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- Tue, 15 Apr 2014 13:29:54 EST JWfHUhIZ No.11244
File: 1397582994531.png -(1110672B / 1.06MB, 780x1650) Thumbnail displayed, click image for full size. surrendermonkeyese
quick question about french

the "past historic" tense of a verb is considered for literary use only. but from what I understand, the tense is the same as the english "I ate, I slept, I walked"

why is that considered literary use only? it seems very basic to have a past tense like that.
Charles Dartstone - Tue, 15 Apr 2014 16:53:27 EST /sKGtROt No.11246 Reply
The passé simple does not translate as easily as you think it does. In english, the "I ate" past and the "I have eaten" past are still largely interchangeable and both occur frequently in speech (I forgot the name of those tenses). In french, the "je mangeai" past (passé simple) has simply disappeared from everyday use. You only ever hear the passé composé.

I could turn your question around. Quick question about english - the second person singular pronoun 'thou' is only every used in specialized literature. But from what I understand, it's the same as in the french 'tu' in contrast to 'vous'. Why has thou disappeared? It seems very basic to make a distinction between the singular and plural second person pronouns.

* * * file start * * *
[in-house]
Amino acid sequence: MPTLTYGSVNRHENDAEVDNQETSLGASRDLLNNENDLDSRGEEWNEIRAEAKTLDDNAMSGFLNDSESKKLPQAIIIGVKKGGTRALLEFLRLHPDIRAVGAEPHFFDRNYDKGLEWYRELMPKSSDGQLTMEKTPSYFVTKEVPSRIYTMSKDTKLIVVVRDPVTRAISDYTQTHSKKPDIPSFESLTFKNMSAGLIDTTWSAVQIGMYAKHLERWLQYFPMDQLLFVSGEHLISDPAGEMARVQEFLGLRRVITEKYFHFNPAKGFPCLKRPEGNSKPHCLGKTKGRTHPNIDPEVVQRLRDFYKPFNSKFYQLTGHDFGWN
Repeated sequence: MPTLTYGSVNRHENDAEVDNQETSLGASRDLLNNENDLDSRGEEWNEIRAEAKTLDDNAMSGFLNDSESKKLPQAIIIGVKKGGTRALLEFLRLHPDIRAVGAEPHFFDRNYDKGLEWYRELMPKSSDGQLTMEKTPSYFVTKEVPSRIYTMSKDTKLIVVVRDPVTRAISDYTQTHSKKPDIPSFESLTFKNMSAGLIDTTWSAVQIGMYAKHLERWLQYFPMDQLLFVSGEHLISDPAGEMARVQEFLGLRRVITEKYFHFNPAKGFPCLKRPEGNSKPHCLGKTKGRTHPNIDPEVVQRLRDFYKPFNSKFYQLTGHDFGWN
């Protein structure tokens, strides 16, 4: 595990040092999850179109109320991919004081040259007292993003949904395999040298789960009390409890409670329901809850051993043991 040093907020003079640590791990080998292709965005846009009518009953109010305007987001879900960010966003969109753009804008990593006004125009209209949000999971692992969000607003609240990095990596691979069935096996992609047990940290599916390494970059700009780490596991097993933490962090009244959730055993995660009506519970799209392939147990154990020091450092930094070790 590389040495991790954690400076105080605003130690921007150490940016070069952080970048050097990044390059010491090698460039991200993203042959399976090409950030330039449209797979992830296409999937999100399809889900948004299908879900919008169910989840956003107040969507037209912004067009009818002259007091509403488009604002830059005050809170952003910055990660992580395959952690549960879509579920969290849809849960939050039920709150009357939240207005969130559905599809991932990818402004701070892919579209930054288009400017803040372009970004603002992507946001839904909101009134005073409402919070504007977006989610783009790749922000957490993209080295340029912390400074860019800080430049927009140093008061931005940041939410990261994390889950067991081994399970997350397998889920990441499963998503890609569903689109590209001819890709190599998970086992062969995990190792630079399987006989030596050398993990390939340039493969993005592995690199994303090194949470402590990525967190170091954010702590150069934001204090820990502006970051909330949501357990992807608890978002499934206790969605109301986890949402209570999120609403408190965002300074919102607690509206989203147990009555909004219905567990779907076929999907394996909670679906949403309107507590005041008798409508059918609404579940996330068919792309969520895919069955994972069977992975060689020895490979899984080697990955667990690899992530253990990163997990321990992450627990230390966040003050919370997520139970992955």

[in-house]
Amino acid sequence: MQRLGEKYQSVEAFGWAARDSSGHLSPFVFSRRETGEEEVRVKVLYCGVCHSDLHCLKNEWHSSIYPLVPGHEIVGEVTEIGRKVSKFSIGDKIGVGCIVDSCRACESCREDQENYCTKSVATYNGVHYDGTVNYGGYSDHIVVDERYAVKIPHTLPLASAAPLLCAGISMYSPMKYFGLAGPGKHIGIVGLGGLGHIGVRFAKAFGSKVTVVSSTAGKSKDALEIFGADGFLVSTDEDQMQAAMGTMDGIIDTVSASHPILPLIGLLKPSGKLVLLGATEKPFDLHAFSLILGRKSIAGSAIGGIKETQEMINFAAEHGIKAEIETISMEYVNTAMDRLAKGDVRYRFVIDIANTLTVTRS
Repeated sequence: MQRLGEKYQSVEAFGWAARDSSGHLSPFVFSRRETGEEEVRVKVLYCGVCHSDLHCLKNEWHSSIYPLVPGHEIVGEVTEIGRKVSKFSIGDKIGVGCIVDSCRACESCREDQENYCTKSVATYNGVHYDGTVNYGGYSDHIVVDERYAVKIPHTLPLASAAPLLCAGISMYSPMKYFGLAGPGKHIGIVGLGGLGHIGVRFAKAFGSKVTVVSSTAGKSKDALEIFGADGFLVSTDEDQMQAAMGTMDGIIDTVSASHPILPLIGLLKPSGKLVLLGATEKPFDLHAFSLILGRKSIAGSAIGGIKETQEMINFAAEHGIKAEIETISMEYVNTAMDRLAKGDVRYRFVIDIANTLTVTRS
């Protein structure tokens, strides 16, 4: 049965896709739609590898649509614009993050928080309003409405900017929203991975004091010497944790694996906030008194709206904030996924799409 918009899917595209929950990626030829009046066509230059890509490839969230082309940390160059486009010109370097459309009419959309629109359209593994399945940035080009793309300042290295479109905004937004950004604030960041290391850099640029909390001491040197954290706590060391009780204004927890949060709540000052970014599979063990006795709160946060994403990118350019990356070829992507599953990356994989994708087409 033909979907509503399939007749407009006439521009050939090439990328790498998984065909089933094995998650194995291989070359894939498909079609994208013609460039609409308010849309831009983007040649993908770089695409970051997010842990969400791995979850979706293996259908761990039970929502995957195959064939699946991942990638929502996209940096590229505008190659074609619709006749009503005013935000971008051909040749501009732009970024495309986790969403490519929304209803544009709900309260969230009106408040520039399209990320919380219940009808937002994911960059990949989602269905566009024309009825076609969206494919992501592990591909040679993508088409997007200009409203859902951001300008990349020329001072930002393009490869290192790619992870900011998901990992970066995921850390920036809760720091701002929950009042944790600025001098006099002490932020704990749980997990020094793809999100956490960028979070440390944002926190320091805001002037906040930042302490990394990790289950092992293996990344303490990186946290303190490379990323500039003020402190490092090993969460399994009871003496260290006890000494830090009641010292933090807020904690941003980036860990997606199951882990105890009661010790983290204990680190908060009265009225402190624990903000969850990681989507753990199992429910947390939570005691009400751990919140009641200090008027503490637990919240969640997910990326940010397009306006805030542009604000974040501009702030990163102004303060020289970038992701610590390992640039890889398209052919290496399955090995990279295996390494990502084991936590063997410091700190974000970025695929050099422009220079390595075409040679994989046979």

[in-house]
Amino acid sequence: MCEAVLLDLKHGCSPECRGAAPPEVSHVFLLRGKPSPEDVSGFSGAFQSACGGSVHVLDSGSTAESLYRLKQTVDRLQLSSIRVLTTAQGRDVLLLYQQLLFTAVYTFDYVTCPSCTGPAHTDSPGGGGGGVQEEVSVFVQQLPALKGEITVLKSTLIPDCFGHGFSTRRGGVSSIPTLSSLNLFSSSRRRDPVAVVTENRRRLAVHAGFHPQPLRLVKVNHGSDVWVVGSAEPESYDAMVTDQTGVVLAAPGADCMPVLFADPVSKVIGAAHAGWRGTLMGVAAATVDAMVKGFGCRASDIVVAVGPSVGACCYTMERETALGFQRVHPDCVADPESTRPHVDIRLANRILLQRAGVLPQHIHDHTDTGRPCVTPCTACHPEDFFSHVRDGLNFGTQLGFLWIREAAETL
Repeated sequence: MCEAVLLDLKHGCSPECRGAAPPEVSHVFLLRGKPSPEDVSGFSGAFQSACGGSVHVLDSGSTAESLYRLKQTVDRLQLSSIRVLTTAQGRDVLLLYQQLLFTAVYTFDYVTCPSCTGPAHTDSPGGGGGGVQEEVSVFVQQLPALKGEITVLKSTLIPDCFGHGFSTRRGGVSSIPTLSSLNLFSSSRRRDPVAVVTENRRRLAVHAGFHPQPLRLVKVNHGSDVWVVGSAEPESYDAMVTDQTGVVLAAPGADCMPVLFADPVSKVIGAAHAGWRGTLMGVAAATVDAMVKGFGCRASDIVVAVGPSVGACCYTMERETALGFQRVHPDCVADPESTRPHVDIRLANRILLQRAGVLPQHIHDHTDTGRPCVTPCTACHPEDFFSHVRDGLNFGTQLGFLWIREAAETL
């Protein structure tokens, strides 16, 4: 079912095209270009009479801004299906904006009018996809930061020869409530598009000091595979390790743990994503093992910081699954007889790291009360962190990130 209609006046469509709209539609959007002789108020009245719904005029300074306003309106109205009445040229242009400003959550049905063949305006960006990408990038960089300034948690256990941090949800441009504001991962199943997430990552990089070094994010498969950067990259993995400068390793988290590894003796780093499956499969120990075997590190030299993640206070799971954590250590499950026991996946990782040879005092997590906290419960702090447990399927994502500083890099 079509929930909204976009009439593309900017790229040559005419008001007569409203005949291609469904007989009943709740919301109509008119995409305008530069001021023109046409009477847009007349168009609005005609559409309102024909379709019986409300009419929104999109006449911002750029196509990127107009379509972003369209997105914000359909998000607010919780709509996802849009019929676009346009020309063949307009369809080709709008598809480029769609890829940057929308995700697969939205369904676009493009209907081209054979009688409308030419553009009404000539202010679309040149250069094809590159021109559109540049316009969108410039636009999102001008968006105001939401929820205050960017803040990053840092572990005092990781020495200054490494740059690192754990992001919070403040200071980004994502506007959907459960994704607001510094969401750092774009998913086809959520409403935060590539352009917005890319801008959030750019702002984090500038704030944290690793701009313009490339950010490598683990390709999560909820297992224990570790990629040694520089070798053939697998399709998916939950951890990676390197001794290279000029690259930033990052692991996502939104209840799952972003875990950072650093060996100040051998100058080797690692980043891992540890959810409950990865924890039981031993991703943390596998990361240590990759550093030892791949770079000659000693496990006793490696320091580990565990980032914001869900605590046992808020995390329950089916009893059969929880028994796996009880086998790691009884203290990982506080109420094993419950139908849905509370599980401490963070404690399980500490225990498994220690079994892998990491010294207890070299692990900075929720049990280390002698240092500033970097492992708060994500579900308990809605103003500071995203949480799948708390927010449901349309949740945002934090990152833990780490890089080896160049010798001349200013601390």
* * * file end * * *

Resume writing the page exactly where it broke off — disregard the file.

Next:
The passé composé appears frequently in written media because most forms of french literature are very conservative in their language. Take a intellectually mid-range magazine like National Geographic. In english the language used in NG would be pretty close to regular spoken english. In french the difference would be a lot more noticeable - writing in media tends to be a lot more convoluted, sophisticated and flowery in grammar and lexicon than everyday speech. It's quite an interesting phenomenon really. The end result is that written french has many elements that don't occur in spoken french, the passé simple being one of them.

When I speak french with frenchmen I sometimes like to throw in a passé simple form to see their reactions. They usually comment on it.
Jenny Sarringspear - Tue, 15 Apr 2014 17:35:36 EST NqJL1ymG No.11247 Reply
Mind you, languages other than English tend to have a lot more dialectical variation; enough that there's (or was until about 50 years ago) actually a gradient of "know this language, you can understand this language" between French, Portuguese, and Italian. This means that there's a great deal of interest in locking the rules down in stone so things aren't too different to figure out for everyone. French becoming the region's lingua franca (cough) doesn't help the whole "keep it constant so everyone can understand it" thing. Whence the spelling.